Book Image

D3.js 4.x Data Visualization - Third Edition

By : Aendrew Rininsland, Swizec Teller
Book Image

D3.js 4.x Data Visualization - Third Edition

By: Aendrew Rininsland, Swizec Teller

Overview of this book

Want to get started with impressive interactive visualizations and implement them in your daily tasks? This book offers the perfect solution-D3.js. It has emerged as the most popular tool for data visualization. This book will teach you how to implement the features of the latest version of D3 while writing JavaScript using the newest tools and technique You will start by setting up the D3 environment and making your first basic bar chart. You will then build stunning SVG and Canvas-based data visualizations while writing testable, extensible code,as accurate and informative as it is visually stimulating. Step-by-step examples walk you through creating, integrating, and debugging different types of visualization and will have you building basic visualizations (such as bar, line, and scatter graphs) in no time. By the end of this book, you will have mastered the techniques necessary to successfully visualize data and will be ready to use D3 to transform any data into an engaging and sophisticated visualization.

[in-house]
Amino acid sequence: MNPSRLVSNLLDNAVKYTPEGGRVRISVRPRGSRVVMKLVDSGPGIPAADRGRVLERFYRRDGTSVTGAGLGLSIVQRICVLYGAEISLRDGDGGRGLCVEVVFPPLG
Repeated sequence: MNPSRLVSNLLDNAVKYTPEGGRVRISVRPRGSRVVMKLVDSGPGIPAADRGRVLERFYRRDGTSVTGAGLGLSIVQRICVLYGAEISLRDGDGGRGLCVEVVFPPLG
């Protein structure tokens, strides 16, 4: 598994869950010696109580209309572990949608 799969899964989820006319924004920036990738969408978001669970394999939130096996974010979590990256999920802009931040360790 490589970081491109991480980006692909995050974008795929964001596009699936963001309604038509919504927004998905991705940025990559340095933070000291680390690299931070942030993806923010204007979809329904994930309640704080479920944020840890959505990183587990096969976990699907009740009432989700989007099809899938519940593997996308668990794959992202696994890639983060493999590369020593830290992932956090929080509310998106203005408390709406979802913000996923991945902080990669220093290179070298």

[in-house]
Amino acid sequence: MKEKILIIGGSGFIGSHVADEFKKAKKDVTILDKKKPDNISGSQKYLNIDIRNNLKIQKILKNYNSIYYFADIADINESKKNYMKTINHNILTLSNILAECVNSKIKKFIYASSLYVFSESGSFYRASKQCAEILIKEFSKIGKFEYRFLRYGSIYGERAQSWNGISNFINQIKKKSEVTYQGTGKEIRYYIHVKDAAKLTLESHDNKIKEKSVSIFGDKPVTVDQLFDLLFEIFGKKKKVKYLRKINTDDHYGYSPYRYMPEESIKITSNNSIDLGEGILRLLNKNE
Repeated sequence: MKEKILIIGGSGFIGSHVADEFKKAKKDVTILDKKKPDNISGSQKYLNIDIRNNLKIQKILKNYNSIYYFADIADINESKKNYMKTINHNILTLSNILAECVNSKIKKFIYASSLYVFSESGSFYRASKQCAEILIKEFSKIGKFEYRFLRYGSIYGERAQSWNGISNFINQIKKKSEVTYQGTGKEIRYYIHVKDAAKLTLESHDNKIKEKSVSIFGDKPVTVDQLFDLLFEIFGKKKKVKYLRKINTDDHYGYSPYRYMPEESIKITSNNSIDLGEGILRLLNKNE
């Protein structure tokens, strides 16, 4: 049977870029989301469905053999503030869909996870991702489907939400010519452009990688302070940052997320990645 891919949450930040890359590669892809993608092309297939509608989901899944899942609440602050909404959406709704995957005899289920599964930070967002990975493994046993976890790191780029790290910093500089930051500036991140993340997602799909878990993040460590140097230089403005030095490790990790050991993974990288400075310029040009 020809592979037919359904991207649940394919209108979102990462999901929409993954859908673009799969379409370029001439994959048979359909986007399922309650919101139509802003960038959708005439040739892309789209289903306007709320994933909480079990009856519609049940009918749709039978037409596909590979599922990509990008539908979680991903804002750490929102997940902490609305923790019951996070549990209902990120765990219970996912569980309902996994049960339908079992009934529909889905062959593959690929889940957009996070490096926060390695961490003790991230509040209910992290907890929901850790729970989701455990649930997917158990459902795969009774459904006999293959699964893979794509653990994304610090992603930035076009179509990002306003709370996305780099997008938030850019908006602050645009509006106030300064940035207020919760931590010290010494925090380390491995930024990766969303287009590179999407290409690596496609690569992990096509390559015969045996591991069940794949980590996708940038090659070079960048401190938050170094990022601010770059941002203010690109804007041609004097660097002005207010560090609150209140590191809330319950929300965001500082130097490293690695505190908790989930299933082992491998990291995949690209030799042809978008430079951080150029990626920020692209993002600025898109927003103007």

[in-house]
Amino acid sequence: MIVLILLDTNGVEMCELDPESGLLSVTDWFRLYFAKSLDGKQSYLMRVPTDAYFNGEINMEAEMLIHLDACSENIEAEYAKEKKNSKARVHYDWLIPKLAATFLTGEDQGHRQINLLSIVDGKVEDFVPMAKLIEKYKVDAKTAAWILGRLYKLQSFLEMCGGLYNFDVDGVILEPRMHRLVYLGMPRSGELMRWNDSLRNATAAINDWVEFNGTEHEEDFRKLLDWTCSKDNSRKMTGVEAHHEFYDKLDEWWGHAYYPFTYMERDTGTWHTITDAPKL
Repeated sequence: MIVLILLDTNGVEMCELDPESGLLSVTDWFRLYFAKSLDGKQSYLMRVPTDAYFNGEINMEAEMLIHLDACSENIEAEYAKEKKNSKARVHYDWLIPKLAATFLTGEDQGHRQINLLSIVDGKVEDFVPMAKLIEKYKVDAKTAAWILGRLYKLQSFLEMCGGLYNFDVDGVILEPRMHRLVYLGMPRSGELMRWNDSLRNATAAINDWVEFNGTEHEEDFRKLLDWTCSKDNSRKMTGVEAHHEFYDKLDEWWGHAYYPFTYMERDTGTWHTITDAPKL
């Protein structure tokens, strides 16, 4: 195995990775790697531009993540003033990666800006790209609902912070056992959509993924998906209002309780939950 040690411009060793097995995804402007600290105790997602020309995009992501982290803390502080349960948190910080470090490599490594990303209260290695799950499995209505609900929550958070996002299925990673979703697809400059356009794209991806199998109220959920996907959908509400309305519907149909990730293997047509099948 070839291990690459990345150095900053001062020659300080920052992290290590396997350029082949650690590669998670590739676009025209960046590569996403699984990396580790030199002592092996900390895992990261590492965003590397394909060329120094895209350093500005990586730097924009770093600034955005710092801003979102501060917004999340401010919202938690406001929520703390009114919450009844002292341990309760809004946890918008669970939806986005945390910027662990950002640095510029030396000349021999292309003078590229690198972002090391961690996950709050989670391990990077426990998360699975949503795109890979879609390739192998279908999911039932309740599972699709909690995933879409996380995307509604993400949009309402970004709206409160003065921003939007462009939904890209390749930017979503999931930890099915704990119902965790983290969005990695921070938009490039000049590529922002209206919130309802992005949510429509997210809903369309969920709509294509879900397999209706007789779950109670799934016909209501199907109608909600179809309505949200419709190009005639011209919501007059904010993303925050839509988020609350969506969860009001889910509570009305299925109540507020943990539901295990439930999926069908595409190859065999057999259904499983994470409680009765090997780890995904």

Table of Contents (18 chapters)
Title Page
About the Authors
About the Author2
About the Reviewer
Customer Feedback
Shape Primitives of D3

What exactly did we do here?

The key is in the three for...each statements that we used. One loops through the array of table header strings, and appends a table cell (td) element with each value into the thead row. There are then two nested .forEach() statements that do the same for each row in the body. We technically only have one row in the body right now, so probably didn't need that messy double for...each, but now all we have to do to add another row to the table is simply append another data array to the rows variable. We'll talk more about Array.prototype.forEach and other array functions in the next chapter.

This might seem like a lot of work for such a simple table, but the advantages of doing it this way are huge. Instead of wasting a bunch of time typing out a totally static table that you'll never use again, you've effectively created a basic JavaScript library that will produce a basic table for you whenever you need it. You could even extend your tableFactory function to do...